An East Hampton Historical Society museum
The Civil War wounded the soul of America. The war was cataclysmic. Americans longed for a new era of pride, prosperity, and optimism. Artists and writers looked toward the wild places in nature that could symbolize a pure and new America. The beauty of our natural heritage became the national metaphor for healing.
One of the most powerful subjects that these artists turned to was the sea. It was the ocean's multiple personalities that lured artists to portray it in its many roles. The sea can be operatic in its fury or poetic when it is placid and alluring. 19th century artists followed our coastlines from north to south. The oceans offered both pleasure and profit.
As Industry bolstered the affluence of our coastal cities, new tides of immigrants crossed the oceans to supply the needed work force for America's factories and farm fields.
The Moran family, from Bolton near the English city of Lancaster, made their move to America in two trips. Edward and Thomas Moran's father arrived at the port of Philadelphia 1n 1842 and set-up a weaving mill in Cohocksink, Pennsylvania. Edward Moran age 15 and his brother Thomas age 7, travelled with their five siblings, mother and grandmother to Philadelphia in 1844 to join him. Mary Nimmo, who was born in Strathaven, Scotland, set sail for America with her brother and widowed father in 1847, when she was 5 years old. They settled in Cresentville, a weaving community near Philadelphia. She met Thomas Moran by 1859, they corresponded, they married in 1863.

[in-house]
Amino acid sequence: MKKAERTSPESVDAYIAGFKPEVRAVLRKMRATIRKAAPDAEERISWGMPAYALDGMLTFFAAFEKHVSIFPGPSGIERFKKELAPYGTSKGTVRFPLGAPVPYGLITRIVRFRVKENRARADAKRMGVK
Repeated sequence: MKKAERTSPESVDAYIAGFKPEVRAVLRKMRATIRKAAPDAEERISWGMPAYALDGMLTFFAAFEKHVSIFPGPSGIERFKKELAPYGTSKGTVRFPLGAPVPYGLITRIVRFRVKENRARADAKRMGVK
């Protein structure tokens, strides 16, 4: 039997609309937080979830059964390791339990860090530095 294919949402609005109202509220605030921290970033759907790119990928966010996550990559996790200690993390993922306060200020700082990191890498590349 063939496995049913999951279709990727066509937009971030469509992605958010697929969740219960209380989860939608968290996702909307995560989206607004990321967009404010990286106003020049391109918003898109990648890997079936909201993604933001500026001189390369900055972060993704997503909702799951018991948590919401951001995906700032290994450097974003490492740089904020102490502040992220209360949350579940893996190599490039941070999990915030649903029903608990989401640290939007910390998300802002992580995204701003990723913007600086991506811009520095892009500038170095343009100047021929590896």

This exhibition follows the careers of three members of one of America's most illustrious artistic families. Within three generations there were almost a dozen artists in the family, by birth or marriage. We look at the paintings of Edward Moran, paintings and etching by Thomas Moran and the etchings of Mary Nimmo Moran. We string together this trio of artists, as we examine their seascapes. When they took-up their brushes and etching needles, the Morans captured the power of the sounding sea for posterity.